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After a week's closure, colleges to reopen in Kashmir

Srinagar: The colleges in Kashmir valley are likely to re-open here on April 24 after remaining suspended for a week. The state government ordered the suspension of class work in view of escalation of student protests against the alleged police crackdown in south Kashmir’s Degree College Pulwama (April 15) that resulted in clashes between students and security forces within the college premises, which left over 50 students injured.

Despite the closure of colleges and higher secondary schools there was no let up in protests that continued for several days compelling the state government to suspend teaching activity in all colleges of the Valley. Kashmir University Students Union (KUSU) that had earlier called for protests, urgedupon the student community on (April 20) to resume their classes.

It all started with the thrashing of students in Pulwama College where clashes erupted between students and security forces the moment a couple of police vehicles reportedly stopped at the college gate which infuriated the students leading to a chaotic situation and injuries to several students. Within no time, life came to a standstill in the town with markets and streets presenting a deserted look. Authorities closed the Pulwama College for two days in view of the situation.

As other colleges opened here on April 17, students took to streets to protest against thealleged thrashing of Pulwama Degree College students.Thestudents of SP College and SP Higher Secondary School, both adjacent to each other, assembled within their respective campuses and staged protests, while trying to march outside the premises. The security forces already deployed there swung into action and fired dozens of teargas shellsto push the students back. The students, however, offered stiff resistance and pelted stones at the security forces, triggering clashes. The ding-dong battle continued throughout the day with protests spreading to nearby Government College for Women and other colleges across the Valley. Students from women’s college blocked the road outside the college and raised anti-government slogans.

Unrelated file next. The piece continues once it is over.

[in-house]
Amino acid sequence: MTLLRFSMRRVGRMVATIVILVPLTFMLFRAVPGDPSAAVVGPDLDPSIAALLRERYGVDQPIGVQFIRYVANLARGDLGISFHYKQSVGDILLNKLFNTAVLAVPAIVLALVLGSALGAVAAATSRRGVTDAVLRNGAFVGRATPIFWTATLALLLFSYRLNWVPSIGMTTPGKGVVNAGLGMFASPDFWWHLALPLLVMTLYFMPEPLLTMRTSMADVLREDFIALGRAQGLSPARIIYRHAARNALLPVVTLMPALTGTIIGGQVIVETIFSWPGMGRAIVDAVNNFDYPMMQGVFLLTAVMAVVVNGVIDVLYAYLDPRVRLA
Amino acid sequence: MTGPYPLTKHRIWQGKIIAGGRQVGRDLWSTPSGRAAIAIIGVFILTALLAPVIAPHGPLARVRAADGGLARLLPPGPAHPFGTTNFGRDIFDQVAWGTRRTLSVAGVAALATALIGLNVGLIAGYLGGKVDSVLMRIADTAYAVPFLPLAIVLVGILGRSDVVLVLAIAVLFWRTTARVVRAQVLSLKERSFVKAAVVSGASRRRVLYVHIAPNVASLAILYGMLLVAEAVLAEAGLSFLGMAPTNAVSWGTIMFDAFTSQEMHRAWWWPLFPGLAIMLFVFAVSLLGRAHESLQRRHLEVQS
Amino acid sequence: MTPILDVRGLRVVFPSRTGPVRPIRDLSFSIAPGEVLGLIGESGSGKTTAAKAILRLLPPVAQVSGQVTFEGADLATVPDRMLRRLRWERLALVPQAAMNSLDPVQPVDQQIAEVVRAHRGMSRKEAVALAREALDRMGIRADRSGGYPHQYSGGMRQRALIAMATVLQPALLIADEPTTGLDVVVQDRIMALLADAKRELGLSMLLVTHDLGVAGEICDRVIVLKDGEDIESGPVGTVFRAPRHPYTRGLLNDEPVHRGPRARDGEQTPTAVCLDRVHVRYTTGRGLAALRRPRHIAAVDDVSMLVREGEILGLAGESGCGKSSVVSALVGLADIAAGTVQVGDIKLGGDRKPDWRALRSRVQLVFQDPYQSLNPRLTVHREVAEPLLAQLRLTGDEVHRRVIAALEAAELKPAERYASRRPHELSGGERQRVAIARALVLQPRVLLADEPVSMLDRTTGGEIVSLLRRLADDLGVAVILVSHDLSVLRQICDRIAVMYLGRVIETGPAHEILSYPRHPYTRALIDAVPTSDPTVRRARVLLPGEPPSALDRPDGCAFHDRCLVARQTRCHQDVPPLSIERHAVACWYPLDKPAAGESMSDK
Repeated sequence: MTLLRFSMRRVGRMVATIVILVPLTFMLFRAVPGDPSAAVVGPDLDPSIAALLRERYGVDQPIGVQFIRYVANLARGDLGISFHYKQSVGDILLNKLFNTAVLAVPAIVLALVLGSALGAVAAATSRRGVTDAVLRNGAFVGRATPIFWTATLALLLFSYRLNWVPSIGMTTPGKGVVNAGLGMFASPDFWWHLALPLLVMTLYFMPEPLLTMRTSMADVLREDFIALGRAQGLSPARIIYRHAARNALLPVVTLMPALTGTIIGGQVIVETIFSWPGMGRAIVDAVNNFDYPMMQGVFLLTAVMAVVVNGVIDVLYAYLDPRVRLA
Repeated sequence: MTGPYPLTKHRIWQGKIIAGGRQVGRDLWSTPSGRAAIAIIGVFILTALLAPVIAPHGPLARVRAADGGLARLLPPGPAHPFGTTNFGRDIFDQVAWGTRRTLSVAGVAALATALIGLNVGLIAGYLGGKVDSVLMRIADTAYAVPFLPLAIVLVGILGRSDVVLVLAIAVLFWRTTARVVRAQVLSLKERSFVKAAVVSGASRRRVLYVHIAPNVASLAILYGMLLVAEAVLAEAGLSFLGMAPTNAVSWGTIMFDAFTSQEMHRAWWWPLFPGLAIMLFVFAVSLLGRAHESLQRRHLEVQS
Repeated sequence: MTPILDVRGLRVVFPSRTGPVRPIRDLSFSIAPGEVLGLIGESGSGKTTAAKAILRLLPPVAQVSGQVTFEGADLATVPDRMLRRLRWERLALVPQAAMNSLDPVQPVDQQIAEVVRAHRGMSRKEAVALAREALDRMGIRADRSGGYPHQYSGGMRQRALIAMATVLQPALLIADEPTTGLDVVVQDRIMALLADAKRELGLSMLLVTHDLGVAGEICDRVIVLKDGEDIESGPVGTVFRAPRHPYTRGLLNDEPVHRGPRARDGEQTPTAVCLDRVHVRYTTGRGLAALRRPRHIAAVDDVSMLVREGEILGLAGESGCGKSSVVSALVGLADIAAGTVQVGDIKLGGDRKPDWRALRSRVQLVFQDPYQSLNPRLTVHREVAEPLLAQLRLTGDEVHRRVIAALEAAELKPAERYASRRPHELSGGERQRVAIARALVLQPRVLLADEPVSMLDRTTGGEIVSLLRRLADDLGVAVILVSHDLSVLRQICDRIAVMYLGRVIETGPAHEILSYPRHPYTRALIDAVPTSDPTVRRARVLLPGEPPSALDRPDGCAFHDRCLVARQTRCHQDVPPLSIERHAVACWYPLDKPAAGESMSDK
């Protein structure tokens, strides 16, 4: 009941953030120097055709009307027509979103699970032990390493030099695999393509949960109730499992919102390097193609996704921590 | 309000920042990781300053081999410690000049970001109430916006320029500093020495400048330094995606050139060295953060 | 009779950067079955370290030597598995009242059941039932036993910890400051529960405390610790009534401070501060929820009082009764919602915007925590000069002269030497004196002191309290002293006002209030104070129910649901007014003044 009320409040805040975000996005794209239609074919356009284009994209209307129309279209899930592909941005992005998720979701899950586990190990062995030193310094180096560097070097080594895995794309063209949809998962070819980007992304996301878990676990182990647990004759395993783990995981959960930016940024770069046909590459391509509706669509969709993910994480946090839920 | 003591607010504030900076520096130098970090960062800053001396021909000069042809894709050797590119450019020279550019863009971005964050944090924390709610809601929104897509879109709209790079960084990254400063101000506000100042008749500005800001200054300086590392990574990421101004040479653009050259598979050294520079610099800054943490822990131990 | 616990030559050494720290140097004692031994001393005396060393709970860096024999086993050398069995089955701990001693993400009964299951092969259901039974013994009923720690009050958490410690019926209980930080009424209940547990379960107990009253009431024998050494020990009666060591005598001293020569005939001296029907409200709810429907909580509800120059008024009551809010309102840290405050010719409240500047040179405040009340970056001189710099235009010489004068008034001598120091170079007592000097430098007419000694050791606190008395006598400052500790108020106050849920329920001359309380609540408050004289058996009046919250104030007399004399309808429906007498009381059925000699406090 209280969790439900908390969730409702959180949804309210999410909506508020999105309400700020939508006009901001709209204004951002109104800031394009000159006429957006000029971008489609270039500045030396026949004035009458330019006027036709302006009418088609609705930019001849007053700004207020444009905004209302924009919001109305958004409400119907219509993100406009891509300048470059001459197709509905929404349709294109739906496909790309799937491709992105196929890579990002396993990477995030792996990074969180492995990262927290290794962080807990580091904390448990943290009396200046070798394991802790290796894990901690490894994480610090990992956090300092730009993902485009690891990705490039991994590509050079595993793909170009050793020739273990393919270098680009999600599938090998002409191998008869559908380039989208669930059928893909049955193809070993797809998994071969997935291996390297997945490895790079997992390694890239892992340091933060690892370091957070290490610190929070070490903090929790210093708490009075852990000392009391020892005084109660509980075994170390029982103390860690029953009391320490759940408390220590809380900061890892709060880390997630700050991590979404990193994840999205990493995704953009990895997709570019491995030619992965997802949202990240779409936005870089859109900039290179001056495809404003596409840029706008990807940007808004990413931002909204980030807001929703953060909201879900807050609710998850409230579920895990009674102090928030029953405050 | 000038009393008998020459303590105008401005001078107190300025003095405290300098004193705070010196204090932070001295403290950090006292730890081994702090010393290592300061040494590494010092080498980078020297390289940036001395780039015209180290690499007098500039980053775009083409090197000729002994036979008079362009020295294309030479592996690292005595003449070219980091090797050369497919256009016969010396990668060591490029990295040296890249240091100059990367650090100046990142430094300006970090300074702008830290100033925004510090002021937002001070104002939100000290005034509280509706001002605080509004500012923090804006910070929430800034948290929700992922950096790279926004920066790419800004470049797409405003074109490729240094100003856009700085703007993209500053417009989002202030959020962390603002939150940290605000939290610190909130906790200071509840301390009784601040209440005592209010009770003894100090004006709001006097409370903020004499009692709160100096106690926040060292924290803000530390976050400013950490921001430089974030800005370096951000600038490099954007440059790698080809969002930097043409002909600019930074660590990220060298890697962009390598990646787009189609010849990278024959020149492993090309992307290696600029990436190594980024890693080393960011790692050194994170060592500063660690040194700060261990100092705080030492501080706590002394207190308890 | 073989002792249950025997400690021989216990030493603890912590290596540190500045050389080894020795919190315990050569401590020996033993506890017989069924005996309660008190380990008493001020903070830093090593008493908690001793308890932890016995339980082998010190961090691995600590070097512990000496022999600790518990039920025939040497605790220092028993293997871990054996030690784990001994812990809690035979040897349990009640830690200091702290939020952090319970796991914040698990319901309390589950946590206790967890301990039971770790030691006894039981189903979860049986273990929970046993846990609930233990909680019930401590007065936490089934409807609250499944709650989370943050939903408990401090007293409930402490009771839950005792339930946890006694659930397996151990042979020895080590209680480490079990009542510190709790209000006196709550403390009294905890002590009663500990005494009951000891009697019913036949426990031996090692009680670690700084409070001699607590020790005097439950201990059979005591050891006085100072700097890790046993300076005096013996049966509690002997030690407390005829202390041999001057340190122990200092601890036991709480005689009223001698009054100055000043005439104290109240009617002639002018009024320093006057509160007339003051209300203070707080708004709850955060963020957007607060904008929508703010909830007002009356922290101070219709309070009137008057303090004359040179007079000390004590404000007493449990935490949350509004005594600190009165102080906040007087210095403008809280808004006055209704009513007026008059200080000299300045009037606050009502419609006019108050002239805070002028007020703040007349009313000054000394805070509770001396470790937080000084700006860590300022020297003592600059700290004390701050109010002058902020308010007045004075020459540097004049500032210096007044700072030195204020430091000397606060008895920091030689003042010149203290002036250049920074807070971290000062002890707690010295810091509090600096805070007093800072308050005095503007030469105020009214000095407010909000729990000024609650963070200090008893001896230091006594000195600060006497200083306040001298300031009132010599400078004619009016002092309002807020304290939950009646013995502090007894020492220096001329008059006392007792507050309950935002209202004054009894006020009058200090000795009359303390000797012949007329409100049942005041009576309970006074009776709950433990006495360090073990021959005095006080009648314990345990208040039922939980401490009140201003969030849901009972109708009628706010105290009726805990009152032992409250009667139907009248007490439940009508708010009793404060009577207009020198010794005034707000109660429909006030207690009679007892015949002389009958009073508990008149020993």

As the situation turned grim, authorities immediately snapped mobile internet services across the Valley (April 17 afternoon) and the same continued to be barred till report was last filed (April 22). Over 70 students sustained injuries on that day.

To cool the tempers, an inquiry headed by Divisional Commissioner Kashmir was ordered, the report of which is expected to be submitted within a week. Minister for Education Syed Altaf Bukhari was quoted as saying, “There has been trespassing and anyone who trespasses in any school or college, action will be taken against him. They (students) were in the college and if I can’t provide security to my students in their colleges and schools, then I don’t think I have any right to head this department.” The minister added that the students have a right to demonstrate for their genuine demands inside their school and college campuses and can’t be touched by anyone. The state government also attached the Principal of Pulwama College (April 19) to allow what they called “an impartial probe” into the incident.

Terming the use of force against students and crackdown on Kashmir colleges as “worst form of state terrorism,” the joint separatist leadership including Hurriyat (G) chairman Syed Ali Shah Geelani, Hurriyat (M) chairman Mirwaiz Umar Farooq and JKLF chief Mohammad Yasin Malik, called for an hour-long peaceful protest after the Friday congregational prayers (April 21) to express solidarity with the students.

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